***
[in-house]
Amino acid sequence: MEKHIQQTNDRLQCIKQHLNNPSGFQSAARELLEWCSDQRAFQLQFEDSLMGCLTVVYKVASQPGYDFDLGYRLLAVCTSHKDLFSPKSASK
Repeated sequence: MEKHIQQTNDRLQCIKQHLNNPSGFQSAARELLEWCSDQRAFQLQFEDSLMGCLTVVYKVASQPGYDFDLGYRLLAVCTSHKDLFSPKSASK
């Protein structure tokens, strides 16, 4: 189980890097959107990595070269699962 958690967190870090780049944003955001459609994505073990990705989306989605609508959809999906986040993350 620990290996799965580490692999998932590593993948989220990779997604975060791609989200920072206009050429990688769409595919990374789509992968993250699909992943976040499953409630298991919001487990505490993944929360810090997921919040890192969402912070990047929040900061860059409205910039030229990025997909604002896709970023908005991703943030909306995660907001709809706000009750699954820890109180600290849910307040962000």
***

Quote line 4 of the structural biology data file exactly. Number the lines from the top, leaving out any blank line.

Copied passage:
């Protein structure tokens, strides 16, 4: 189980890097959107990595070269699962 958690967190870090780049944003955001459609994505073990990705989306989605609508959809999906986040993350 620990290996799965580490692999998932590593993948989220990779997604975060791609989200920072206009050429990688769409595919990374789509992968993250699909992943976040499953409630298991919001487990505490993944929360810090997921919040890192969402912070990047929040900061860059409205910039030229990025997909604002896709970023908005991703943030909306995660907001709809706000009750699954820890109180600290849910307040962000």